Legislative Update: The Safe Cosmetics Act of 2011

The HSMG has been actively involved in advocacy for the handcrafted soap and cosmetics industry for the past several years.  We have made tremendous progress during the past year in introducing and familiarizing our industry to Capital Hill with the assistance of our DC advocates Mary Anne Walsh and Rick Limardo. HSMG  leaders have met with Members of Congress to educate them on our industry’s businesses as well as the diverse products they produce.  Most encouraging is Congress listened and took our concerns to heart.

When the Safe Cosmetics Act of 2010 was introduced last year, the handcrafted soap and cosmetics industry was unknown in Washington, DC.  Many provisions in the 2010 bill would have negatively impacted thousands of small businesses throughout the United States.  Through our meetings with the staff of the bill sponsors, Representatives Jan Schakowsky, Edward Markey and Tammy Baldwin, we learned that the legislation was not aimed at the handcrafted soap industry.

Now, a year later, we have attended several meetings with the sponsors of the bill and many other Members of Congress.  They have listened to and heard our concerns.  There have been many positive changes, and we are very encouraged that we have such an open line of communication to see our way forward.

On June 24, 2011, a new bill, the Safe Cosmetics Act of 2011 (HR 2359), was introduced. After a detailed review of the new legislation, we  held another meeting with the bill sponsors to get clarification on some areas of concern with HR 2359 . At that meeting, held July 13th, the staff was very gracious and willing to answer our questions and, more importantly, to help us understand their intention in drafting the legislation.  We were very  encouraged to find out that many of the worries that we had were due to misinterpreting the language in the bill or not understanding the intent behind certain portions.

Based on the information provided to us and our current understanding of the bill, we support the intent of The Safe Cosmetics Act of 2011.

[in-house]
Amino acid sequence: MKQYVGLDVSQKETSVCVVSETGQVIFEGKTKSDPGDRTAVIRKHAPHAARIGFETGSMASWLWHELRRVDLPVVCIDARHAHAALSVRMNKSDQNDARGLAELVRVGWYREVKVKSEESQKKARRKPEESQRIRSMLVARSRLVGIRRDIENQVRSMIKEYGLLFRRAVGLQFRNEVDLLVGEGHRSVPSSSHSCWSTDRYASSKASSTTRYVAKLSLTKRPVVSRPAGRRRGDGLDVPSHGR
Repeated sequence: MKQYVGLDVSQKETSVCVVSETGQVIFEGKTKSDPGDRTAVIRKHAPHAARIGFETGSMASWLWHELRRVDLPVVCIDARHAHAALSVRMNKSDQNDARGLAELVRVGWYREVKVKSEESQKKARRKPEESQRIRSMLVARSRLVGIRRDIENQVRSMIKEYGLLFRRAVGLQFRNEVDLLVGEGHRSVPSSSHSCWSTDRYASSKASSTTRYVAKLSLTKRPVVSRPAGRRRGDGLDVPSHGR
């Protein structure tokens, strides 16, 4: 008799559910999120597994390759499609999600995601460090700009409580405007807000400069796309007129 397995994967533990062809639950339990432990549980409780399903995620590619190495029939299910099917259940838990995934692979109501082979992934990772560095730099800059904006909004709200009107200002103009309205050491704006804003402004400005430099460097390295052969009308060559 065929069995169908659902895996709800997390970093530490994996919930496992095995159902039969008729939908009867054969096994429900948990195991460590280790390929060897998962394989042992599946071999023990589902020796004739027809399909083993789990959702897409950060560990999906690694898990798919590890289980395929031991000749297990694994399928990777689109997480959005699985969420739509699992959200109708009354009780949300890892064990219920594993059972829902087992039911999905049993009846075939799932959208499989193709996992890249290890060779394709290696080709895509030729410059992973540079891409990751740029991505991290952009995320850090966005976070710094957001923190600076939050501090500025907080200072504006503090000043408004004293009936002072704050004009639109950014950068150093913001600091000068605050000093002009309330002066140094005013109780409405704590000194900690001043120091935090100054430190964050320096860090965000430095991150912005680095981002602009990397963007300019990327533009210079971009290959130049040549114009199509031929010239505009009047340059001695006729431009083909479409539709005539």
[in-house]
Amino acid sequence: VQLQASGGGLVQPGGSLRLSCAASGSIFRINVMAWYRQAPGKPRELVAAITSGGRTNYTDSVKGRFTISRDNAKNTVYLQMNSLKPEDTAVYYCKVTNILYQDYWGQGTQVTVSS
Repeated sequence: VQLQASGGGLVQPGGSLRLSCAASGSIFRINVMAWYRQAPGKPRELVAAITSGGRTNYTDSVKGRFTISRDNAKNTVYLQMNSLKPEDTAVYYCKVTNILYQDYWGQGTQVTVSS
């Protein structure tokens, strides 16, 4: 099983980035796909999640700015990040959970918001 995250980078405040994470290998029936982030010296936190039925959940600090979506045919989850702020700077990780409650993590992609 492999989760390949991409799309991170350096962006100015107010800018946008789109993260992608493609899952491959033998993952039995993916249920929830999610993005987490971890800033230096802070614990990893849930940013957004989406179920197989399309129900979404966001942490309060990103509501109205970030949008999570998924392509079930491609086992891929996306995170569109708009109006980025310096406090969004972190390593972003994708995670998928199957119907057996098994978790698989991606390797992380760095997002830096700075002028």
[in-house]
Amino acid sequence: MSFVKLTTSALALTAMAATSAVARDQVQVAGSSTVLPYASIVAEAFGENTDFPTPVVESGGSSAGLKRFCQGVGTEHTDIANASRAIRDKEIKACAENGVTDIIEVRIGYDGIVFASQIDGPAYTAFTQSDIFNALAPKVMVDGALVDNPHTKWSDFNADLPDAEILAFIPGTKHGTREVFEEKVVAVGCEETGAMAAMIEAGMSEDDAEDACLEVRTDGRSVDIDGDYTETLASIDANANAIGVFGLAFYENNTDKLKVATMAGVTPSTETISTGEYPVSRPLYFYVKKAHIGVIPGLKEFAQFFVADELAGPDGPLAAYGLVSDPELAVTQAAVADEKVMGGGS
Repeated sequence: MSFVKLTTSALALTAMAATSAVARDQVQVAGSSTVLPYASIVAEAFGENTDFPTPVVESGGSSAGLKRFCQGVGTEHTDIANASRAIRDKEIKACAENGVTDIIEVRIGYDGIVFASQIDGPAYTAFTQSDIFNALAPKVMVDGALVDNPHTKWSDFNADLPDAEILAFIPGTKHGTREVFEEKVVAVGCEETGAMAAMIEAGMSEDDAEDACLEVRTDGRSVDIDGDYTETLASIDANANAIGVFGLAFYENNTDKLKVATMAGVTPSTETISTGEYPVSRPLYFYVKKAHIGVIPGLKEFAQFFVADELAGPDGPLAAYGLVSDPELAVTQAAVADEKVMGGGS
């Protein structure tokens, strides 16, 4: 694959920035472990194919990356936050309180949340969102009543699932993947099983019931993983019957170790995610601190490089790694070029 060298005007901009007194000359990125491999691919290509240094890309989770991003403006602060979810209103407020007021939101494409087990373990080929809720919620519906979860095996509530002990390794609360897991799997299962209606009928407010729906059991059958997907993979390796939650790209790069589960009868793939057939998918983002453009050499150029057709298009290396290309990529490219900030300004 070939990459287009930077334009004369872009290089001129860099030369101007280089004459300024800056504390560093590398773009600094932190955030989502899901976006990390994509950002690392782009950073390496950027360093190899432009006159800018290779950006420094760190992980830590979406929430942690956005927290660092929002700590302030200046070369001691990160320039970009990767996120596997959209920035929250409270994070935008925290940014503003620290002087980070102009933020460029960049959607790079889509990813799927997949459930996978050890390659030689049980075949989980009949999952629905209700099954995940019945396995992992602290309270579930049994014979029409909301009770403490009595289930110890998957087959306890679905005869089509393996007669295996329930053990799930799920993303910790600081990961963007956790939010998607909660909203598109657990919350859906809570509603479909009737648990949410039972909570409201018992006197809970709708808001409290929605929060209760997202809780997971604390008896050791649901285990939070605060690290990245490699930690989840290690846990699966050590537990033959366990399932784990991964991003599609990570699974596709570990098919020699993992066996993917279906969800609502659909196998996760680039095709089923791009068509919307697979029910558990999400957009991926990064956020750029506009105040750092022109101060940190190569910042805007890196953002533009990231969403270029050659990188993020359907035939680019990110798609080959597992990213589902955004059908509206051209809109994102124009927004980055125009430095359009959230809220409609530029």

During the week of July 24th, we will be placing a detailed summary of the bill on our website which will include the clarifications on issues of concern we have received from the sponsors. Until then, should you have any questions please do not hesitate to contact us.

This is far from over; the legislative process is long and includes committee hearings, amendments, mark-ups  and hearings all before the bill moves to the House floor for any vote.  The HSMG is very confident that with the relationships we have forged and with the guidance and advice of our legislative advocates, we are well positioned to have our voice heard throughout the process.  It is very important to stay involved, stay informed and above all, stay calm.  We have a seat at the table and we will continue our dialogue with the bill sponsors, committee members and others as the legislation moves forward.

Leigh O’Donnell

HSMG President

HSMG Advocacy Position Statement

The HSMG has issued the following Advocacy Position Statement, approved by the Board of Directors on July 14, 2011.

The Handcrafted Soapmakers Guild (HSMG) is a non-profit trade association for soapmakers, small businesses hand making soaps and the handmade soap making industry as a whole. Depending on the formulation and/or claims, handmade soaps can be regulated by the FDA or CPSC.  The following principles outline the HSMG policy positions:
  1. Supports small businesses manufacturing safe soap and safe cosmetics.
  2. Supports current cosmetic regulations for the Food, Drug and Cosmetic Act as a means of providing consumers with safe cosmetics.
  3. Supports the current soap exemption as defined in the current cosmetic regulations for the Food, Drug and Cosmetic Act.
  4. Supports all manufacturers having affordable and sufficient product & liability insurance.
  5. Supports small business manufacturers having access to up to date information and education.
  6. Supports positive advocacy strategies and communication as a means to affect change.
  7. Opposes new regulations which would be overly burdensome or costly to small business while not significantly increasing consumer safety.